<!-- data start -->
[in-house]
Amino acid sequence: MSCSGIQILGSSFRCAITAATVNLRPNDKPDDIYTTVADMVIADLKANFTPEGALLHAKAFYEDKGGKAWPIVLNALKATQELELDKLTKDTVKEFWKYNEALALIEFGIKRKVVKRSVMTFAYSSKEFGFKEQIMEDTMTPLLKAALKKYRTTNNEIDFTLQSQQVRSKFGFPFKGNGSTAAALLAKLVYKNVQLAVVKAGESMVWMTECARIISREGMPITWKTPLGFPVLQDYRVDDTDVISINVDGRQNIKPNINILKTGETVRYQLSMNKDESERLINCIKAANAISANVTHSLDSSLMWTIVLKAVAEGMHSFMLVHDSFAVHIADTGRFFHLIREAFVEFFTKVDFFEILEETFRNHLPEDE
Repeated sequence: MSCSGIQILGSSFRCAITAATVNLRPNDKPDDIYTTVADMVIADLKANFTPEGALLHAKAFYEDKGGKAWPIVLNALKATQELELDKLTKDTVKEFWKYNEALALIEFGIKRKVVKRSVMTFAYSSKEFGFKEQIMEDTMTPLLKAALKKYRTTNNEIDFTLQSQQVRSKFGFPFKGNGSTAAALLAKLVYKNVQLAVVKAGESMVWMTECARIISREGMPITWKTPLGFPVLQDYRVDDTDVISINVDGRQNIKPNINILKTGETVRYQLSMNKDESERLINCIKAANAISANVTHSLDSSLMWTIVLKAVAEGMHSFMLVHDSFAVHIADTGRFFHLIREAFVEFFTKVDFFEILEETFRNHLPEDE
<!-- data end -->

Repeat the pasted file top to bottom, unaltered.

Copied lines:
[in-house]
Amino acid sequence: MSCSGIQILGSSFRCAITAATVNLRPNDKPDDIYTTVADMVIADLKANFTPEGALLHAKAFYEDKGGKAWPIVLNALKATQELELDKLTKDTVKEFWKYNEALALIEFGIKRKVVKRSVMTFAYSSKEFGFKEQIMEDTMTPLLKAALKKYRTTNNEIDFTLQSQQVRSKFGFPFKGNGSTAAALLAKLVYKNVQLAVVKAGESMVWMTECARIISREGMPITWKTPLGFPVLQDYRVDDTDVISINVDGRQNIKPNINILKTGETVRYQLSMNKDESERLINCIKAANAISANVTHSLDSSLMWTIVLKAVAEGMHSFMLVHDSFAVHIADTGRFFHLIREAFVEFFTKVDFFEILEETFRNHLPEDE
Repeated sequence: MSCSGIQILGSSFRCAITAATVNLRPNDKPDDIYTTVADMVIADLKANFTPEGALLHAKAFYEDKGGKAWPIVLNALKATQELELDKLTKDTVKEFWKYNEALALIEFGIKRKVVKRSVMTFAYSSKEFGFKEQIMEDTMTPLLKAALKKYRTTNNEIDFTLQSQQVRSKFGFPFKGNGSTAAALLAKLVYKNVQLAVVKAGESMVWMTECARIISREGMPITWKTPLGFPVLQDYRVDDTDVISINVDGRQNIKPNINILKTGETVRYQLSMNKDESERLINCIKAANAISANVTHSLDSSLMWTIVLKAVAEGMHSFMLVHDSFAVHIADTGRFFHLIREAFVEFFTKVDFFEILEETFRNHLPEDE